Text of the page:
I understand that each resistor in a circuit causes voltage drop. But according to Ohm’s law, the voltage drops to zero after the last resistor. So for the electrons that are traveling after the last resistor -where there is supposedly no voltage-, what’s pushing them to complete the remaining part of the circuit to get to the protons at the end.
It’s the electrons “behind” them that are pushing them along. When we say that the resistors have dropped the voltage to zero, we mean that a voltmeter measuring the voltage between the positive terminal and a nearby point on the wire would measure a voltage difference of almost zero (because the resistance in the wire itself is quite small). You could also have asked why current flows from one resistor to the “next” resistor, considering that the potential difference at two points on the wire that are between the same two resistors is nearly zero.
There is always a tiny portion of resistance in the wire and battery so there is always a few ele trons making the trip to the battery.
In tge ideal situation the resrance if tge wire is 0…
Then it does not need electrons to travel to the battery. The voltage at the wire end that has tge other end connected to the neg battery
A small part of the voltage drops in the wire resistance but it is so small, normally we ignore it. Your teacher is not going to mention these detail when they are trying to teach basic concepts. Voltage drop on wiring is a real problem, which is why power is distributed at high voltage and relatively lower current. If there is any current, then there is also a voltage since there is always some resistance.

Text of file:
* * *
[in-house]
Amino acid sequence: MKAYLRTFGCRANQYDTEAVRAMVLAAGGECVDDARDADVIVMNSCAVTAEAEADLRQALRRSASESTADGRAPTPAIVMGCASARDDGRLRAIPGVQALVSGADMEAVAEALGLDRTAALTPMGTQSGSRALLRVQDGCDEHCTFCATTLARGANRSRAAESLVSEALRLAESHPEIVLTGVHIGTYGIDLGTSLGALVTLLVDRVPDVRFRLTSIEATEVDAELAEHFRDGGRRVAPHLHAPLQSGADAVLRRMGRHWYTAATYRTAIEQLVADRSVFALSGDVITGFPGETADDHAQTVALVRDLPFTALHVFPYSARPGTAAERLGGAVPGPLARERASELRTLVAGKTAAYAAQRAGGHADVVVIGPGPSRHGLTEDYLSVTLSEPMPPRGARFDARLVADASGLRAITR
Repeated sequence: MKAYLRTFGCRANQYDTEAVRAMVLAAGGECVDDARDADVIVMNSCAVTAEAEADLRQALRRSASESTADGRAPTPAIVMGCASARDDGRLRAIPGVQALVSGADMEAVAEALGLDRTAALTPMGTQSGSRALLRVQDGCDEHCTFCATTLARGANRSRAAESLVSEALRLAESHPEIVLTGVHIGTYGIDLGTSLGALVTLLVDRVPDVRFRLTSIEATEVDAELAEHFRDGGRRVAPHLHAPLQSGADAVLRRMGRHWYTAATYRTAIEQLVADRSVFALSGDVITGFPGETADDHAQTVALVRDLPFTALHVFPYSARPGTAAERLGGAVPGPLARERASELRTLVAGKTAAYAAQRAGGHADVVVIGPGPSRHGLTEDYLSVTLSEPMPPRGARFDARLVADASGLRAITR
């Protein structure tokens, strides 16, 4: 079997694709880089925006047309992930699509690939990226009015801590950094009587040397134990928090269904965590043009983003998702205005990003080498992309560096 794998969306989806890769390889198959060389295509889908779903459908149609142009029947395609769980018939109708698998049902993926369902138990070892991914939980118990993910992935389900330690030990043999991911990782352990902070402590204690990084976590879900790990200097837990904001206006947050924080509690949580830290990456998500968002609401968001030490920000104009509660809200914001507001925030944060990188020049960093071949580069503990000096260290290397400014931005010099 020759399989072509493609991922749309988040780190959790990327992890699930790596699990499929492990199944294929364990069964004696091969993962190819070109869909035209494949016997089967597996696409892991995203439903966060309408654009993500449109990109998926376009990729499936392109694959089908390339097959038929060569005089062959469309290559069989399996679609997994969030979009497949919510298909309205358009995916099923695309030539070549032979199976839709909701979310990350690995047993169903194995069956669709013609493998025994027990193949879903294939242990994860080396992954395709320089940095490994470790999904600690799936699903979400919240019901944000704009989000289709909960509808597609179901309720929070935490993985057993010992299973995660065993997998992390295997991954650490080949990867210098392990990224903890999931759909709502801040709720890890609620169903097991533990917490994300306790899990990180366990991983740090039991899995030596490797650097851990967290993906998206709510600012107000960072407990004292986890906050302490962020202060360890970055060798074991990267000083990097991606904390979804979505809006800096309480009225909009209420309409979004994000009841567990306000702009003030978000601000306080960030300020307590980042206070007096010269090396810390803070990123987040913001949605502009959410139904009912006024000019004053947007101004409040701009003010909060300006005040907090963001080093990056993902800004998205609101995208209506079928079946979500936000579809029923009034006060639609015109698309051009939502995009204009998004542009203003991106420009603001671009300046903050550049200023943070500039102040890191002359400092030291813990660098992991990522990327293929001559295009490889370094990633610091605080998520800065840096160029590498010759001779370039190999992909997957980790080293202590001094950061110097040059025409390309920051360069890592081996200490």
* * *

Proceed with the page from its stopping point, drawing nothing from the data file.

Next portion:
EVERY conductor has resistance. It does take some energy to pass through that last wire from the end of the final resistor to the battery.
As wires are very good conductors this voltage is very low.
So we ignore it in most cases.
MOST cases but not all.
The neutral wire is connected to earth at the transformer. In my case this is some 500 m from my house.
When power is being drawn the “zero” end of the equipment is frequently running at 10 V or more.
This is the energy needed to force the current through that final wire back to the transformer.
As it is identical to the active wire on the way out that also loses the 10V so under load the volts available to me drop from around 245 down to perhaps 220.
Depending on the amount of current that I am using at the time.
The point is that the volts exist, they are both predictable and measurable but in many circuits the volts are sufficiently small that we don’t need to consider them.
The resistor will likely heat up to the point of burning up if you got one of high enough impedance to cause a voltage drop of zero so this question is not valid.
The voltage is not zero at the start of that last resistor. It’s only zero after passing all the way through that last one. So there is still voltage differential throughout that last resistor and that pushes the free electrons to to far side. But, a big BUT, those electrons are pushed on by the electrons flowing into them from upstream.
Remember, there is current flowing throughout the entire length of a closed circuit. In a series circuit for example, if there is a 1 amp flow out of the cathode, there is also a 1 amp flow into the anode.
The flow of electrons does not depend on the voltage. The voltage depends on Electron flow and resistance. If resistance is zero then voltage is zero, in a closed circuit.
A previous yahoo answer covered this subject on current and electrons. click link.
You have it backwards. Electrons flow opposite the direction of current. Since the conductor connects the resistor to the battery, electrons and current flow based upon Ohm’s Law. The only way to stop the current and electron flows is to open the circuit, by breaking it somewhere.
there is always a voltage drop, even in the best conductor
the resistance of the wire from the resistor to the battery may be fractions of an ohm, but it is still greater than zero